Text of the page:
Such a sharp frost, the sharpest we have had yet. Hard to keep warm in bed. Yes, Byng got the XVII Corps. We are now in X Corps, commanded by Morland. Had a long trek round the trenches with Fergie this p.m. In places they are bad and will be worse when the thaw comes. A man in ‘C’ was badly wounded near us by a whizz-bang, four shrapnel wounds in his head. Fear he will not recover. Stewart is his name.
I had a long talk with our new Battery Commander, Sebag-Montefiore, (our own gunners have taken over the line) a most capable fellow. He says the men are coming on fast and have done a lot of shooting. We still have our old Heavies, only new Field Gunners. We relieve the two Coys in the line by the other two tonight. I relieve Pratt Thursday. We come out Sunday now, but another Coy goes in Thursday, as we take over more of the line. This bit of the line is more convenient both as to relief and the shorter distance to carry supplies. Better dug-outs, a good deal, and with fine weather will soon be all right. I believe we go out to rest at Hedauville about two miles back from this. Wheatley is Lt. Col. of the R.A. Bde. [Royal Artillery Brigade] I knew him in India and ’Oky—a fine fellow. He was commanding XVII Brigade in 29th Div. at Gallipoli, so has seen a bit.
Keep sending socks and candles. Socks urgent. Nice gum boots, wear them out, very soon. Have got the paper about forwarding comforts. It’s hard to make head or tail of it, but as socks and candles have not materialised yet I have written him saying we want them urgently. A letter from Duchess of Abercorn about prisoners’ comforts. Must now wrestle with Battalion accounts. Sharp frost again. They threaten to take Pratt for Divisional School.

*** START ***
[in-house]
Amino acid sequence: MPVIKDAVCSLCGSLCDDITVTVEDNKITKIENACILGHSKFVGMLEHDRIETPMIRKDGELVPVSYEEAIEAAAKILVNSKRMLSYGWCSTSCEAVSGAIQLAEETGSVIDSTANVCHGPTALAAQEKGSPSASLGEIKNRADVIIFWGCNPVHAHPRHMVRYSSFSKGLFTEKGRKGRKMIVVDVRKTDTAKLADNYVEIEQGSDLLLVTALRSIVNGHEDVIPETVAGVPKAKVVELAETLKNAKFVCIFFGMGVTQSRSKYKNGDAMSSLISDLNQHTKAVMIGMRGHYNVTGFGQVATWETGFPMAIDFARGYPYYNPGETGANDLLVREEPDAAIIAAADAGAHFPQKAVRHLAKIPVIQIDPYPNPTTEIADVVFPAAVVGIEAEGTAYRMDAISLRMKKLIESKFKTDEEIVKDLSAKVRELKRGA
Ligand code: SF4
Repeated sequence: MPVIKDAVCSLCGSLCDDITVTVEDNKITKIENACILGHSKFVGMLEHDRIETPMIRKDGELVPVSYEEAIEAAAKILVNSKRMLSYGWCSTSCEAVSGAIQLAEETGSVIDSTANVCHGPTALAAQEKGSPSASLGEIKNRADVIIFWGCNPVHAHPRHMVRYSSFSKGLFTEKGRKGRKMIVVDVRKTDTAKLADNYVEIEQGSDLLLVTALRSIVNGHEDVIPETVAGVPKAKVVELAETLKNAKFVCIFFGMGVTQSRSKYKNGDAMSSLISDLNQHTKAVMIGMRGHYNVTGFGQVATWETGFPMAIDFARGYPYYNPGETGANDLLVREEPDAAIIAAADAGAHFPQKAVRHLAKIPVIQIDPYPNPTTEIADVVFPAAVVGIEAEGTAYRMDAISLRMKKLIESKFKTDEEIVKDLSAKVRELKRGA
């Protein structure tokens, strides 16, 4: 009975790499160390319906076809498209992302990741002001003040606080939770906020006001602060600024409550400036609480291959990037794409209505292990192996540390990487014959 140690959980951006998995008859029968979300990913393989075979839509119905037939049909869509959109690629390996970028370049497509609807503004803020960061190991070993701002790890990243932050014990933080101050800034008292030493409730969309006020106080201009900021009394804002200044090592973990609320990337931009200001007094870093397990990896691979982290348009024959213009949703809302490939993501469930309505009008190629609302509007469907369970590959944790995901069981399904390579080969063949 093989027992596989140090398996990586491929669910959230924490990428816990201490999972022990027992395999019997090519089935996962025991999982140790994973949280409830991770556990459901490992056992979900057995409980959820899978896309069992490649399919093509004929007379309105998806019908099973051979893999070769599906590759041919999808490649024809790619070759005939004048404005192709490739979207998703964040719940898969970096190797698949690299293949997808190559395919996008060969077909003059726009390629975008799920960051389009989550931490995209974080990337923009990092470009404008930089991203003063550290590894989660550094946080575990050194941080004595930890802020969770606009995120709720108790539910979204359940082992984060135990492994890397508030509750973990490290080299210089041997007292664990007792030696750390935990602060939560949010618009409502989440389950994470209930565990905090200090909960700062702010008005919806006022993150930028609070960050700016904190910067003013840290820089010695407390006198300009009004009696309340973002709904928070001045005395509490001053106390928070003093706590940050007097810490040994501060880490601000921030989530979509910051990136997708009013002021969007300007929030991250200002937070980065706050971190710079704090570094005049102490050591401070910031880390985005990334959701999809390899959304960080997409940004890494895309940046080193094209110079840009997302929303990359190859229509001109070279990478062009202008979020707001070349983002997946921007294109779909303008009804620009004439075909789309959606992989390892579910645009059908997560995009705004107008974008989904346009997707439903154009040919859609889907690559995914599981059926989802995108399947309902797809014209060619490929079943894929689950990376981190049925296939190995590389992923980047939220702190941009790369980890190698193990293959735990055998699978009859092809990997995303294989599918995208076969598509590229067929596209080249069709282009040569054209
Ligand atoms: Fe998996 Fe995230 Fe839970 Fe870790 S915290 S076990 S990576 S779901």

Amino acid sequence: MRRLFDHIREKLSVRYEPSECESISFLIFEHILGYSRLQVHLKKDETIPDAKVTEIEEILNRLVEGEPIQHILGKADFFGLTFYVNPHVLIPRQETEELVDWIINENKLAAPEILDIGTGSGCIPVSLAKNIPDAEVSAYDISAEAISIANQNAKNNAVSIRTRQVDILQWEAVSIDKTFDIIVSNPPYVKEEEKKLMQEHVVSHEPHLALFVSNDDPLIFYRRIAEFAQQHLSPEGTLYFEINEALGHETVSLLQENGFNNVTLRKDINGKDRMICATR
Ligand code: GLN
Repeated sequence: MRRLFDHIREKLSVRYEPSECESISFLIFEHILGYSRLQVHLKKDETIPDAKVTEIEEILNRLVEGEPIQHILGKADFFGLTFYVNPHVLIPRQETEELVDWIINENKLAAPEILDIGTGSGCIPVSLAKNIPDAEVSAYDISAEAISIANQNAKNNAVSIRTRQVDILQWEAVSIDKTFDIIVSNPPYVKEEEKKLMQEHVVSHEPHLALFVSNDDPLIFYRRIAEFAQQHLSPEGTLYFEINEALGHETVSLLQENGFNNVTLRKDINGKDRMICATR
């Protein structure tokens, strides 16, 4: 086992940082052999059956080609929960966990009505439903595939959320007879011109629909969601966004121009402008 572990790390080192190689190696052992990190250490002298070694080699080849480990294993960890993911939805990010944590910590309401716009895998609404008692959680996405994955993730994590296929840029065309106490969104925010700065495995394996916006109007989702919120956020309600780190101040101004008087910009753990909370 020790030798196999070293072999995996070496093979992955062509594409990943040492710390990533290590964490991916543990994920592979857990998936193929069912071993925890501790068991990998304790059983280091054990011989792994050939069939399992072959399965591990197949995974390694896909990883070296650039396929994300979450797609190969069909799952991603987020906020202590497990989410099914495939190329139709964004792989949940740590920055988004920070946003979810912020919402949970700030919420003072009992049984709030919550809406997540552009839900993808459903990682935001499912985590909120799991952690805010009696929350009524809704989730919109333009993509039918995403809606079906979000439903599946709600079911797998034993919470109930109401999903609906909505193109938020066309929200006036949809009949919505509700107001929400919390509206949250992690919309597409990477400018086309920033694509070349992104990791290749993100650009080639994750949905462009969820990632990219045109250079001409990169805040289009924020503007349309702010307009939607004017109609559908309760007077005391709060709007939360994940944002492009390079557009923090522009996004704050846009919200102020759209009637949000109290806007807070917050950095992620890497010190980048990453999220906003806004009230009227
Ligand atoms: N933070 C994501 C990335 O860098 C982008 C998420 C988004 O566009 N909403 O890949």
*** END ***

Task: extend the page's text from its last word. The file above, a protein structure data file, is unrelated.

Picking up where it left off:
Got back here to Englebelmer at 5.00 p.m. Found everything changed. ‘B’ and ‘C’ had gone into a new line on left instead of right of Downs. ‘A’ and ‘D’ were moving here and came in about 7.00 p.m. Pratt goes in this evening, and I relieve him Thursday. I go over this a.m. to see the line, which is knee deep in water. Snow again last night and today. Fearful upset of everything. People here, there and everywhere. No mess or Orderly Room here. However, I believe when things are sorted out we shall do six days in and six days out at Medauville, but we shan’t go out till next week, as 12th [Royal Irish Rifles] don’t come out till tomorrow, and will want six days rest. Meantime we stay here as the other place is full of troops. We are now in the new X Corps and 4th Army, commanded by Rawlinson. Cramsie has gone into Brigade Office vice Ken., who has gone as bottle washer to Singleton. Padre has had to go to Field Ambulance as Manning is sick. Not room in line for more than two of Bn. H.Q. at a time—rather a nuisance. I think it is an easier bit of the line, and will be all right when the weather takes up.
I have been ordered to send in the names of three officers and three N.C.O.s for reward, in Birthday Gazette! I protested we had done nothing so far to deserve honours, but was told to obey orders! I have sent in the following names—H., F., and C. J. I went into the line this p.m. Rode to Auchonvillers and then walked down trench, over knee deep in icy slush, in parts. I found Atkinson and the two Coys cheery as ever, and working away hand pumping and baling. They had improved things immensely by their hard work. The nights must be bad, standing in this icy slush. I think it is a fairly easy bit of the line, and very straight-forward, and no nasty places. A poor H.Q., only holds two, and detached kitchen, and small stove. I expect cooking is sketchy. Pratt has gone in tonight and I shall go in on Thursday. Do you see they have made Going a Brigadier? Wounded were all only slight, I’m thankful to say, so far. Two last time in. They seem to have got on all right, but had rather a bad time. Send all socks and keep making more. I’m quite warm and have never felt cold in day time. Reason why they relieve every 48 hours at Ypres is the trenches are so awful. Berry returned today all right again.
On this occasion, none of the nominations succeeded in gaining reward for those put forward. Both the Padre and the Quartermaster would be well rewarded for their later gallantry.
[The Battalion in reserve at Mesnil—‘Sudden orders to take over line of trenches…one mile north of MESNIL…over the knees in snow and slush…’A’ and ‘D’ Companies remained at MESNIL.’—and Lieutenant Colonel Blacker on a course of instruction at Flixecourt.]